The Center for Strategic and International Studies (CSIS), a U.S.-based think tank, argued for the necessity of deploying the Terminal High Altitude Area Defense (THAAD) system in South Korea to counter North Korea’s growing nuclear threat, according to a report published on Tuesday.
The report entitled “Asia-Pacific Rebalance 2025” discussed the status quo and prospects for U.S. allies in the Asia-Pacific regions.
CSIS advocated THAAD, a missile defense system originating in the U.S., as an economical choice instead of Seoul designing its own, indigenous, Korean Air and Missile Defense.
“The U.S. experience with these types of systems suggests a multi-decade effort would be required to develop and deploy such a missile defense system. Given the growing missile threat from North Korea, THAAD provides a valuable capability,” the report reads.
Yoo Seung-min, a lawmaker from South Korea’s ruling Saenuri Party, has supported THAAD deployment.
“I think it’s the proper moment to deploy THAAD in Korean Peninsula, right after (North Korea’s) fourth nuclear test,” he said on January 7 at the National Assembly.
President Park Geun-hye mentioned THAAD at her New Year speech last week.
“We will review the deployment of THAAD, according to our security and national interests,” she said.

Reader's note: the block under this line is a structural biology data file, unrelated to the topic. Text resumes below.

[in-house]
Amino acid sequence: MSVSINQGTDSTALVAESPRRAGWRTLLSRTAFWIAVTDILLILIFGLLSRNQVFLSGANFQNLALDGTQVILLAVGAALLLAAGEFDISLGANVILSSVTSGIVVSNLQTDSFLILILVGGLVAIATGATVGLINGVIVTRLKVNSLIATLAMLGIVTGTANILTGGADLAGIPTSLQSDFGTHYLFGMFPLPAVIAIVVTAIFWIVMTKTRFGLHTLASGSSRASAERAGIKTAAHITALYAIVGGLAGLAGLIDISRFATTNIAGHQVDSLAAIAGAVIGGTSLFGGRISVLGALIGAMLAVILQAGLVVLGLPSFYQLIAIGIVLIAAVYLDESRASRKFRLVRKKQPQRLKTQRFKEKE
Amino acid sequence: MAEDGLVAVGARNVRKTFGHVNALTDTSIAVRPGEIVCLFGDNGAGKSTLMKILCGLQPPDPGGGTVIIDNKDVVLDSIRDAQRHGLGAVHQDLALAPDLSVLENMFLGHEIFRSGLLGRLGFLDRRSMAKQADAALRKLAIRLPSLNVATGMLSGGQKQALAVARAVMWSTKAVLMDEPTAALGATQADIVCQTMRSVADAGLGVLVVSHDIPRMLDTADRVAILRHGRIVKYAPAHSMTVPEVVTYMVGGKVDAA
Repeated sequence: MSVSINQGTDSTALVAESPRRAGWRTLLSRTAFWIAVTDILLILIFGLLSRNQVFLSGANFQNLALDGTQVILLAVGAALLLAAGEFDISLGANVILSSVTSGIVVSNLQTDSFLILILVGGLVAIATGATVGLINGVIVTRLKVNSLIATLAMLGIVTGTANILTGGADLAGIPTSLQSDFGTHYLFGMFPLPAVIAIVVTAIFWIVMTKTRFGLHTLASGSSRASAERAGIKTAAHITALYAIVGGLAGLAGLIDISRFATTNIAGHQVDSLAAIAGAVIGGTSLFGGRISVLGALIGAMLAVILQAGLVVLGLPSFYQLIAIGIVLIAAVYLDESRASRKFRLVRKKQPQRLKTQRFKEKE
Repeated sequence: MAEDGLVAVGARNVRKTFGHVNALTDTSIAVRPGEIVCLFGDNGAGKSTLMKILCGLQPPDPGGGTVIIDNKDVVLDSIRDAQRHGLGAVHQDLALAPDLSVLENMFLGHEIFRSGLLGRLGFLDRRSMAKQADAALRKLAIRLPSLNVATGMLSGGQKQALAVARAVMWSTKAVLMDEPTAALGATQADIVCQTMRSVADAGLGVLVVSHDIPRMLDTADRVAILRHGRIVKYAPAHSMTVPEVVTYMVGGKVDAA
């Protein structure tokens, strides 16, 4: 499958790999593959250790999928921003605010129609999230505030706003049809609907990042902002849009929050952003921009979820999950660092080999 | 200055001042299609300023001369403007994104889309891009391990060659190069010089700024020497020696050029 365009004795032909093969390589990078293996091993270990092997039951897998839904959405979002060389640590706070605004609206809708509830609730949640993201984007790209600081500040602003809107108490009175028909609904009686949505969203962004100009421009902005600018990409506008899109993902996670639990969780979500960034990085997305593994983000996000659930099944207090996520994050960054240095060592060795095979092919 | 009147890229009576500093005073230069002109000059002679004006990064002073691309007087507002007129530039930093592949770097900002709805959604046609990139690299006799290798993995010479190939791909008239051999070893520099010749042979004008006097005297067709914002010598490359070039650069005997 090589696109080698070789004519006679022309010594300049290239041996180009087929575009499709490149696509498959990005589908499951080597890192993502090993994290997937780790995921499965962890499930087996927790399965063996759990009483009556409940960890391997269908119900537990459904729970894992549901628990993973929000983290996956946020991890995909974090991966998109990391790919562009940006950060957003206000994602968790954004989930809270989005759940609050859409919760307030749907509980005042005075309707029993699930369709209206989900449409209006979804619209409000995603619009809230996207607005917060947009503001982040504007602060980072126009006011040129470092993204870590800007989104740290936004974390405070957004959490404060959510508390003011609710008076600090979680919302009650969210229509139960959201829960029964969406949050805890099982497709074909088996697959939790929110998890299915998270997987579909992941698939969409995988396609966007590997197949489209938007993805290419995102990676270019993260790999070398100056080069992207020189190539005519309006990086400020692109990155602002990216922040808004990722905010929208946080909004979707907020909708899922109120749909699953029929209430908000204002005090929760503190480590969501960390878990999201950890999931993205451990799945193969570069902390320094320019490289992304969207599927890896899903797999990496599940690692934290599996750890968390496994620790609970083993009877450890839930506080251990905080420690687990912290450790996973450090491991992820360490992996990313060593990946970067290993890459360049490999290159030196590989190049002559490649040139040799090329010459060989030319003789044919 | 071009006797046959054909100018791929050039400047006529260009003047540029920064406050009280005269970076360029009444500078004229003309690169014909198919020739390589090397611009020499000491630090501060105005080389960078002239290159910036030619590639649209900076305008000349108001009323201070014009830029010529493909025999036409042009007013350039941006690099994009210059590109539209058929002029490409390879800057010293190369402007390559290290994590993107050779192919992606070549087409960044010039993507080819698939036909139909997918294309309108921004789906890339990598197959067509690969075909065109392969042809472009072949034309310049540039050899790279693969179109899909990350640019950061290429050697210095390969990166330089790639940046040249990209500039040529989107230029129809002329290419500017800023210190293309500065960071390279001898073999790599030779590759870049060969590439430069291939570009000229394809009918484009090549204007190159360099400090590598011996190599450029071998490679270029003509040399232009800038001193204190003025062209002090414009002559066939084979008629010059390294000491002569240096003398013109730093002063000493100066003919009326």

But Hong Hyun-ik, chief of the Security Strategy Team at the Sejong Institute, said that THAAD can’t defend against North Korea’s nuclear program, because “nuclear (weapons) from North Korea take only five minutes (to hit).”
The report indicated concern over the possibility of Seoul and Tokyo attempting to obtain nuclear capability.
“In particular, South Korea looks to its neighbor Japan as a model of nuclear development. Japan is widely regarded as having achieved nuclear latency, as the only non-nuclear weapons state to possess both uranium enrichment and spent-fuel reprocessing capabilities,” it reads.
Regarding this, Hong said THAAD is a way to prevent South Korea from going nuclear.
Another researcher said THAAD’s deployment is being justified thanks to North Korea’s nuclear program, in the face of skepticism as to its usefulness.
“The usefulness of THAAD is greatly suspected, and people who support it need an example,” said Park Seon-won, former security secretary for the Blue House under the Roh Moo-hyun administration, told NK News.
The report also expressed concern over stronger ties between Seoul and Beijing.
“Seoul has been hesitant to stand publicly with the U.S. in building the capacity of the smaller countries (around China) in response to Beijing’s land-reclamation activities over disputed territories. Seoul’s equities remain parochially focused on gaining China’s favor on North Korea,” the report said.
“THAAD has political and diplomatic meaning, which disturbs the relationship between China and South Korea.”
The ties between two are becoming closer, as seen by South Korean President Park Geun-hye’s six visits to China.
On January 6, right after North Korea’s fourth nuclear test, South Korea’s influential conservative newspaper Chosun Ilbo openly called for Chinese President Xi Jinping to press North Korea.